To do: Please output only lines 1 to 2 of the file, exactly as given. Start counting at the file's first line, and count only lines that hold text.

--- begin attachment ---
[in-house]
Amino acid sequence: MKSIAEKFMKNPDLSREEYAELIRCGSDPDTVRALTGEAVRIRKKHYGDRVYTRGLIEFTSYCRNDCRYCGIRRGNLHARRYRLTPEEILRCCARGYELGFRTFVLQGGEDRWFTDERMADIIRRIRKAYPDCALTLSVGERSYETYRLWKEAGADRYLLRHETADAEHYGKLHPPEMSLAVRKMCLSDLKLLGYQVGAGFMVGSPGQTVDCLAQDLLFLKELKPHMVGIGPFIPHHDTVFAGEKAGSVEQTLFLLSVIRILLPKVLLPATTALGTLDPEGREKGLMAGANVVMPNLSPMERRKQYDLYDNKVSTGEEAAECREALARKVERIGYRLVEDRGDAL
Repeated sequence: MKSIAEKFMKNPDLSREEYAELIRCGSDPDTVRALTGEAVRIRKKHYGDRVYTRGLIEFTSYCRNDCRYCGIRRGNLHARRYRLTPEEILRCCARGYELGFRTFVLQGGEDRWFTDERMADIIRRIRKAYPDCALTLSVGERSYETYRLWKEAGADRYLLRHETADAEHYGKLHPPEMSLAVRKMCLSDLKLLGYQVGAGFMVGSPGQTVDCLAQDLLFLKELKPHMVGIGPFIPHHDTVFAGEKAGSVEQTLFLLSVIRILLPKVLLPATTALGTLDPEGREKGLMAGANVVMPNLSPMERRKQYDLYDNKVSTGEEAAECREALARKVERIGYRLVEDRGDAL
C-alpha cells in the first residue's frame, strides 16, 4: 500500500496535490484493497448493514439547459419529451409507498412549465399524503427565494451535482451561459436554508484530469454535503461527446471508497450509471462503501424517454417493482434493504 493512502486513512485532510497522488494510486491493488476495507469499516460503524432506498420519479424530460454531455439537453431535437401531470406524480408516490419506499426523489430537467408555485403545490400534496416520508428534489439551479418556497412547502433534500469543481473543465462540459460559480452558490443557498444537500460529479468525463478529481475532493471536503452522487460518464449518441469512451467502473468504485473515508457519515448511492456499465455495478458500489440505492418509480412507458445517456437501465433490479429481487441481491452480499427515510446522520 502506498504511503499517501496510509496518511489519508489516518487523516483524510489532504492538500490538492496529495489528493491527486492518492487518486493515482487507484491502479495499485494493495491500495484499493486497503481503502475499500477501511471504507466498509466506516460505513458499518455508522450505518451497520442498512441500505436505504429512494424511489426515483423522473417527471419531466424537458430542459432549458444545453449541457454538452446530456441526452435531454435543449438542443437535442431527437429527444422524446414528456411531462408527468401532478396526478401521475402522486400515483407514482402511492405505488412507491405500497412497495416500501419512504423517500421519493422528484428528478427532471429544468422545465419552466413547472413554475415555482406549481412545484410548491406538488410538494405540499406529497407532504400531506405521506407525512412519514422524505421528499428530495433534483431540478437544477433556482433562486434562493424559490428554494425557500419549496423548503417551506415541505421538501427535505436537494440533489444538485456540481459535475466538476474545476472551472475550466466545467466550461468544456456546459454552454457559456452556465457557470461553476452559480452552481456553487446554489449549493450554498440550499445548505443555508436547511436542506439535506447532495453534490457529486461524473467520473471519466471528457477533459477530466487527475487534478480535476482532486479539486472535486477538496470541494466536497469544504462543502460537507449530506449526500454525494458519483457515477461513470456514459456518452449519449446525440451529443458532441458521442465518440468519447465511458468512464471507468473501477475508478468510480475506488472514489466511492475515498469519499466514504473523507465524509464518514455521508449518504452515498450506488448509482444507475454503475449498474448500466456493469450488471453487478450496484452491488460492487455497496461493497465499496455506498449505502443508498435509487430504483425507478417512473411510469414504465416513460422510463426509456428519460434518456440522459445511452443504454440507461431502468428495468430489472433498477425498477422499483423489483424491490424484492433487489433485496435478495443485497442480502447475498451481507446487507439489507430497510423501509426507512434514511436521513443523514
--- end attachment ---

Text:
[in-house]
Amino acid sequence: MKSIAEKFMKNPDLSREEYAELIRCGSDPDTVRALTGEAVRIRKKHYGDRVYTRGLIEFTSYCRNDCRYCGIRRGNLHARRYRLTPEEILRCCARGYELGFRTFVLQGGEDRWFTDERMADIIRRIRKAYPDCALTLSVGERSYETYRLWKEAGADRYLLRHETADAEHYGKLHPPEMSLAVRKMCLSDLKLLGYQVGAGFMVGSPGQTVDCLAQDLLFLKELKPHMVGIGPFIPHHDTVFAGEKAGSVEQTLFLLSVIRILLPKVLLPATTALGTLDPEGREKGLMAGANVVMPNLSPMERRKQYDLYDNKVSTGEEAAECREALARKVERIGYRLVEDRGDAL